During these events, admissions officers from the universities came to the high school, met with students who had signed-up for the event, reviewed their transcripts, and then let them know right away if they were admitted.
Senior Jessica Martinez said she isn’t sure what she wants to do after high school, “but it’s helpful to know right away if I’m accepted.”
These events remove some of the challenges students face while applying to college, like fees and confusing application questions.
“Many of our students are first-generation college students,” explained Elisa Aguayo Munoz, student achievement specialist at Kent-Meridian. “They rely on school staff to find out about college-related information, like SAT testing dates, college applications, and how to fill out financial aid forms. If there are any opportunities available to eliminate barriers, we want to make sure our students know about them.”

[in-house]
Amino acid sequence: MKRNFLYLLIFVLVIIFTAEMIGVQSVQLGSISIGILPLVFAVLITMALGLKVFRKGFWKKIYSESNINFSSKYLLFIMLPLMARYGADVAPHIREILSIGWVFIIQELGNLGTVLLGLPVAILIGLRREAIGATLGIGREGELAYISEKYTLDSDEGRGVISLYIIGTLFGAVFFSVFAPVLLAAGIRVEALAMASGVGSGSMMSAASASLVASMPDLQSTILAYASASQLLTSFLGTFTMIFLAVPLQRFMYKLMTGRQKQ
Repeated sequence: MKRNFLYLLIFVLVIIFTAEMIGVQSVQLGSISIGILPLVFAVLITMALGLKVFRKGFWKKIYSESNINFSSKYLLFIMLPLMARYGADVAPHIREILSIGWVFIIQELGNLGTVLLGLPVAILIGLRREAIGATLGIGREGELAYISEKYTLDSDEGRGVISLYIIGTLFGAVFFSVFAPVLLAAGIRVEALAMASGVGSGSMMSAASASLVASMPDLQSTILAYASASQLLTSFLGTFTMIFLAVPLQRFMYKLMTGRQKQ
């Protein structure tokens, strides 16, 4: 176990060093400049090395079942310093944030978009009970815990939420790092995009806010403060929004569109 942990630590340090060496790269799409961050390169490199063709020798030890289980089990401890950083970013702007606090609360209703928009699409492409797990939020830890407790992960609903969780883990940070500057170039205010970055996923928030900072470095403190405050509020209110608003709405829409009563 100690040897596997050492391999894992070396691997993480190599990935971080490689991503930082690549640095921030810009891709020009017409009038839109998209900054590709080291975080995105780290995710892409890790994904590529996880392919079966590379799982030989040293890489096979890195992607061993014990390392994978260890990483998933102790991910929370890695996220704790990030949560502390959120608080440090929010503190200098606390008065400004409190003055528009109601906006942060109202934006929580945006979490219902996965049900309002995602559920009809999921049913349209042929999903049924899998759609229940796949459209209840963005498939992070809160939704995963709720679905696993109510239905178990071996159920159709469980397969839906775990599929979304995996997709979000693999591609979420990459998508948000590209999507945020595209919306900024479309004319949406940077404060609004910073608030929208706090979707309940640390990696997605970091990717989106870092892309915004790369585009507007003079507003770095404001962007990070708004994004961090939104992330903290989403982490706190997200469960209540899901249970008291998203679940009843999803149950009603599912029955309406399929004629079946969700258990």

Erika Enciso-Castillo, who also helped organize the event, said she and Aguayo Munoz want to ensure all students have equal access to these opportunities for success. “As first-generation college students, and Kent-Meridian graduates ourselves, it’s important to us to help them like our mentors helped us,” she said.
Senior Djamila Oumarou, who is planning to study biology and religion, said she has already applied to other colleges across the country, but it was helpful to have this opportunity.
“This gives me an insight into the admissions process and calms my nerves for applying to other schools.” she said. “It showed me that the admissions officers are just regular people who want to help.”